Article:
Family Living Focus: Serving and portion sizes
From Gail Gilman
Family Life Consultant, M.Ed., C.F.C.S. and Professor Emeritus, University of Minnesota
Don’t let your eyes get bigger than your stomach! Watching how much you eat can help you maintain a healthy weight. A “serving” is how much of each type of food you should eat to meet recommended daily nutrition requirements. A “portion” is how much of a single food is actually on your dish. The amount can vary from meal to meal.
When eating your daily meals:
• Stop eating when you are satisfied, not full. If there’s still food on your plate, save it for another time.
• Use a smaller plate, bowl, or glass to help you eat and drink less.
• Order an item from the menu instead of heading for the “all-you-can-eat” buffet.
• Skip the “super sizes.”
• Share a restaurant entrée with a friend or eat just half and take home the rest.
• Read What’s on Your Plate?, the National Institute on Aging guide to healthy eating.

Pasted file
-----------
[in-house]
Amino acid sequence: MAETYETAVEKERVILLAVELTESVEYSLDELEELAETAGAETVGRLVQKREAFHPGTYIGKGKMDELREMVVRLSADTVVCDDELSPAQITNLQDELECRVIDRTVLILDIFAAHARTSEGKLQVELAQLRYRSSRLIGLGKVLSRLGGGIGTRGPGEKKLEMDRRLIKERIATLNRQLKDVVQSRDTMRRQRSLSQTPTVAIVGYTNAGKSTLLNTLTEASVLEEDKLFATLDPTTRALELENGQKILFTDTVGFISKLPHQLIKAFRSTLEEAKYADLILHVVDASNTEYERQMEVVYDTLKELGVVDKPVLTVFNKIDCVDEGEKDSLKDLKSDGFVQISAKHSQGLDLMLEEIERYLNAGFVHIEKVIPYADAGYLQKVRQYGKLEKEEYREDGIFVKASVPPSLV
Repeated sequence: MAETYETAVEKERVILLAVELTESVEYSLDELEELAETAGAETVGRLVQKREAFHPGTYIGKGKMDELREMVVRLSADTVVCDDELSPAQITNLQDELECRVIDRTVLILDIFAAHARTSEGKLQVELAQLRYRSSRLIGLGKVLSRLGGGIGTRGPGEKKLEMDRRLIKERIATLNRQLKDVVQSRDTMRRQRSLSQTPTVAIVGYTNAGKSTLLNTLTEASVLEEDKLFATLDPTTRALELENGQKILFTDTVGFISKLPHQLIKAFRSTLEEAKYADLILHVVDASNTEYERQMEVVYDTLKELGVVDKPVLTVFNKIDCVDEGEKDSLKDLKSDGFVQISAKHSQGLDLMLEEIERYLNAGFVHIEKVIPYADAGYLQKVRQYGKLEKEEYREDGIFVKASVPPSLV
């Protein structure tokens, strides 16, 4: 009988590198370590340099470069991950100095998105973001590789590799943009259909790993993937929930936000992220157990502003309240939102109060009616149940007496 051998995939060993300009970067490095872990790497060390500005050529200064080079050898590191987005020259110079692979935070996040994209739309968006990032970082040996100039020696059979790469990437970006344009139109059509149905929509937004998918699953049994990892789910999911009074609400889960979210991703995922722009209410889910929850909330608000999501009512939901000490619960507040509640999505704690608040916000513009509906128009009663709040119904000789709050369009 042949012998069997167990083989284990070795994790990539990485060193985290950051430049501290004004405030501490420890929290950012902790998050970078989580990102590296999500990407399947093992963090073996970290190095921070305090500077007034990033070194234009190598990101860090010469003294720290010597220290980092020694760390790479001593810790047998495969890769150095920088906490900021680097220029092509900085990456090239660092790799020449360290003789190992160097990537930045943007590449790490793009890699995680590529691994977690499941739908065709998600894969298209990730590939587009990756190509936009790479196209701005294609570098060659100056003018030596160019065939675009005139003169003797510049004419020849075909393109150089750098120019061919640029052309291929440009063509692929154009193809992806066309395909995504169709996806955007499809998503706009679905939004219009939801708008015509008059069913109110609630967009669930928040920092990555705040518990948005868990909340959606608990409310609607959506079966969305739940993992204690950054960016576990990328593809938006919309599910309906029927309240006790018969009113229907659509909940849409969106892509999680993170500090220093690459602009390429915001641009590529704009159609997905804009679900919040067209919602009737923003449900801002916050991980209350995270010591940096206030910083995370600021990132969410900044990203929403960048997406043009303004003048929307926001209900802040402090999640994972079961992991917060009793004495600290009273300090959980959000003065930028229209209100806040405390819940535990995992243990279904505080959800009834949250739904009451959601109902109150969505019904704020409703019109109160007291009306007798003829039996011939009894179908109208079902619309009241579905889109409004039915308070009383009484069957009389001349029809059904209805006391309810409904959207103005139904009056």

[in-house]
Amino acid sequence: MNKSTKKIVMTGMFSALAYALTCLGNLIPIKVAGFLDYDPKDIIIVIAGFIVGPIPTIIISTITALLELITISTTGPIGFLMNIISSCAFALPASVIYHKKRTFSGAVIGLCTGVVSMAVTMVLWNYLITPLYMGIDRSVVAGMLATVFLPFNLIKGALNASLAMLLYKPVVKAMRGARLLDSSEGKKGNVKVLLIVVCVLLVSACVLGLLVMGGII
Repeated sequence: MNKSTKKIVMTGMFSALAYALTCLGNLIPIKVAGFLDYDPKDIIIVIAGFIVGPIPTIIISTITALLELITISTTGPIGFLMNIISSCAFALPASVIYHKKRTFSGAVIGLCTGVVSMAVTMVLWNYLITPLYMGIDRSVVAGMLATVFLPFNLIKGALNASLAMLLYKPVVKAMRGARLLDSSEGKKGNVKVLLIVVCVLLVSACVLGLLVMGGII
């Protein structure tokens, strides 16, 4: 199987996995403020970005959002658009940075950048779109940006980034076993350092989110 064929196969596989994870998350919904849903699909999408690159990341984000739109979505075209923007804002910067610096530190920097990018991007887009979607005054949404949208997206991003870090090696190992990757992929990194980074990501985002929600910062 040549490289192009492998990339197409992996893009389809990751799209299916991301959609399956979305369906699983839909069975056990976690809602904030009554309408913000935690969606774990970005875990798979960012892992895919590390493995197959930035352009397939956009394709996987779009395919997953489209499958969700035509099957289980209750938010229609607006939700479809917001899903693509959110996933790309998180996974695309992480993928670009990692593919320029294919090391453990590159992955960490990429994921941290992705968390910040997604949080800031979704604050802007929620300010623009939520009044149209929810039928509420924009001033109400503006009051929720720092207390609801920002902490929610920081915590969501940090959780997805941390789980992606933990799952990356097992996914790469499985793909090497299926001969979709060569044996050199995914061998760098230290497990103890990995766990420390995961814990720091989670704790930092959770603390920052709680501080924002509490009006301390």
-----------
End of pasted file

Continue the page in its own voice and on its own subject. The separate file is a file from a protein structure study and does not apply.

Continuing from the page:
• Visit www.choosemyplate.gov to see how much to eat from each food group based on your age, sex, and physical activity level.
Picture a serving size with these examples:
• 3 ounces of meat or poultry = a deck of cards
• 1-1 1/2 ounces of hard cheese = four dice
• 2 tablespoons of cream cheese = a golf ball
• 1 cup of salad or cooked vegetables = a baseball
• 3 ounces grilled/baked fish = checkbook
Put leftovers in the refrigerator within 2 hours if not sooner. Then enjoy them the next day for lunch or dinner.
Information adapted from article by Go4Life, National Institute on Aging, National Institute of Health, United States Department of Health and Human Services.
If you would like more information on “Serving and Portion Sizes” contact Gail Gilman, Family Life Consultant, M.Ed., C.F.C.S. and Professor Emeritus University of Minnesota at firstname.lastname@example.org. Be sure to watch for more Family Living Focus™ information in next week’s paper.